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Reaction of Juntendo Shizuoka Hospital at Izu Peninsula to Typhoon Hagibis (2019) and an Analysis of Twitter Concerning Izunokuni City

Published online by Cambridge University Press:  22 September 2020

Kei Jitsuiki
Affiliation:
Department of Acute Critical Care Medicine, Shizuoka Hospital, Juntendo University
Hiromichi Ohsaka
Affiliation:
Department of Acute Critical Care Medicine, Shizuoka Hospital, Juntendo University
Jun Shitara
Affiliation:
Department of Acute Critical Care Medicine, Shizuoka Hospital, Juntendo University
Motohiro Ishibashi
Affiliation:
Department of Acute Critical Care Medicine, Shizuoka Hospital, Juntendo University
Megumi Suzuki
Affiliation:
Department of Acute Critical Care Medicine, Shizuoka Hospital, Juntendo University
Yoko Nozawa
Affiliation:
Department of Acute Critical Care Medicine, Shizuoka Hospital, Juntendo University
Youichi Yanagawa*
Affiliation:
Department of Acute Critical Care Medicine, Shizuoka Hospital, Juntendo University
*Corresponding
Correspondence to Dr. Youichi Yanagawa, 1129 Nagaoka, Izunokuni City, Shizuoka, Japan410-2295. Telephone: 055-948-3111. (e-mail: yyanaga@juntendo.ac.jp).

Abstract

Objective:

This research was carried out to report the activity of the headquarters for disaster control at our hospital, and investigate the usefulness of obtaining information from Twitter when Typhoon Hagibis hit Izu Peninsula.

Methods:

First, we recounted the activity of the headquarters for disaster control. We then collected information from Twitter from October 12-14, 2019, using the keyword Izunokuni.’ We took into consideration the contents of Twitter user posts as well as the number of reactions (‘retweets’ and ‘likes’). Twitter information was classified into photo (+) and (-) groups, depending on whether or not the post had a photo or video included. The number of reactions between the two groups was then analyzed.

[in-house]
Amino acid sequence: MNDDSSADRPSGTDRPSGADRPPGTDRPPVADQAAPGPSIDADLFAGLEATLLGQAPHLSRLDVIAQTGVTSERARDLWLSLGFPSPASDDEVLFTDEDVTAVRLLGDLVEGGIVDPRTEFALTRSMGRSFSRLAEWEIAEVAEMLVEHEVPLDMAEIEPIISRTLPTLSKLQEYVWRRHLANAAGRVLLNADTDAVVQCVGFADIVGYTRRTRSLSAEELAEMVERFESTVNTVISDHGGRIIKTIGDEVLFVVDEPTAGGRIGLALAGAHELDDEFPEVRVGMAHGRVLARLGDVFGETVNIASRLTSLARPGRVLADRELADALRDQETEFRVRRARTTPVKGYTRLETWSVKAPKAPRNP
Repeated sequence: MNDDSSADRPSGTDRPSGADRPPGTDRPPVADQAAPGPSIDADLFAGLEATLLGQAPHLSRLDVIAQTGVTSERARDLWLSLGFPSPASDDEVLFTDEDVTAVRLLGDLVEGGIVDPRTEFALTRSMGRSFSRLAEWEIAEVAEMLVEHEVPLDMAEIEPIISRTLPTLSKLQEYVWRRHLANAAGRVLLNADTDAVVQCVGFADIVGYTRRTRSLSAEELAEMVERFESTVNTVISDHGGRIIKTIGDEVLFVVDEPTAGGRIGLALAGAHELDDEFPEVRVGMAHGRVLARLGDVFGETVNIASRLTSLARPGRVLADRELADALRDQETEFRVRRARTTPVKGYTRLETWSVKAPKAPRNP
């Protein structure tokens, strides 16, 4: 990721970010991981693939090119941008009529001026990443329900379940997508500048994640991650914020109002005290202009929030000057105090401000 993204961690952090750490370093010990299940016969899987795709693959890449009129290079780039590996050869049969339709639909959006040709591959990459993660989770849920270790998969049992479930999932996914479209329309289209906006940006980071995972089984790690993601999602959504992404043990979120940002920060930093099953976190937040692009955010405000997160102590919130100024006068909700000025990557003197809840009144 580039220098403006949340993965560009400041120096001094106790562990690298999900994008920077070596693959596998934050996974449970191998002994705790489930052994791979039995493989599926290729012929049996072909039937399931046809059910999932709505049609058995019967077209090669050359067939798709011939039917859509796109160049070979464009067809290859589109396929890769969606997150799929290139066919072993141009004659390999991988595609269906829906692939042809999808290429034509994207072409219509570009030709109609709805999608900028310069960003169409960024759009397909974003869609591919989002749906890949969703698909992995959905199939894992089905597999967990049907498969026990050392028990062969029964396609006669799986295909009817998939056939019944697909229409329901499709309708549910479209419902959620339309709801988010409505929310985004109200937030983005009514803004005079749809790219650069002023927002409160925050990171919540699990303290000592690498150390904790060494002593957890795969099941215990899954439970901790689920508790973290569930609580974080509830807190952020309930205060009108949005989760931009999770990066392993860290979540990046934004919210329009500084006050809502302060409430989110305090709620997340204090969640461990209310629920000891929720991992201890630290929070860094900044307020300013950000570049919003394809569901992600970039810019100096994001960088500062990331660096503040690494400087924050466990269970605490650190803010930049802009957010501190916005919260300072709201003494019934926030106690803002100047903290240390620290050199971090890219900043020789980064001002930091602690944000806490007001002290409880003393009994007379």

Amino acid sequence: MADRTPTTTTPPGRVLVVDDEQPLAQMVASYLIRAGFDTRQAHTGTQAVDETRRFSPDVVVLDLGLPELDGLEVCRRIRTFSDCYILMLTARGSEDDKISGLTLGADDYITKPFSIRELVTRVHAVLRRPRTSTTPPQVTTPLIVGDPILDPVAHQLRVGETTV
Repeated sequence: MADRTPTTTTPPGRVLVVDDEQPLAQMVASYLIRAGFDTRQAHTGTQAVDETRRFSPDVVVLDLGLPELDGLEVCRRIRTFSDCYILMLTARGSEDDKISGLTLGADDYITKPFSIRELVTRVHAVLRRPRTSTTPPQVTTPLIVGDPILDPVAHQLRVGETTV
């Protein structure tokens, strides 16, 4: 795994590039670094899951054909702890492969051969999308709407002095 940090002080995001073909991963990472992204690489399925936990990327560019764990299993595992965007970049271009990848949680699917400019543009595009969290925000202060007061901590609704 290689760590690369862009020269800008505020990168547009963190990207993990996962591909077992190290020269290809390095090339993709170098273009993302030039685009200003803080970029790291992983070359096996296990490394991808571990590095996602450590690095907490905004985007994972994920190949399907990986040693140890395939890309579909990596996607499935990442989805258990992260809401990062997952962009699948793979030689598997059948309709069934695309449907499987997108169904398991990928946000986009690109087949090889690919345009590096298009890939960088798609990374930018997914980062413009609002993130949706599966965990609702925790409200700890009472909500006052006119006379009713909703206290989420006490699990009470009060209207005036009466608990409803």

Results:

We counted 122 Twitter posts containing Hagibis-related information for Izunokuni City. The average number of both ‘retweets’ and ‘likes’ in the photo (+) group were significantly greater than those in the photo (-) group. All photos and videos depicted specific places in Izunokuni City and included actual footage of disaster scenes or local warning signs.

Conclusion:

Based on our experience at the headquarters for disaster control during Typhoon Hagibis, Twitter was considered to be a useful tool for obtaining local disaster information based on its timeliness, reality and specificity.

Type
Original Research
Copyright
© 2020 Society for Disaster Medicine and Public Health, Inc.

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References

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Reaction of Juntendo Shizuoka Hospital at Izu Peninsula to Typhoon Hagibis (2019) and an Analysis of Twitter Concerning Izunokuni City
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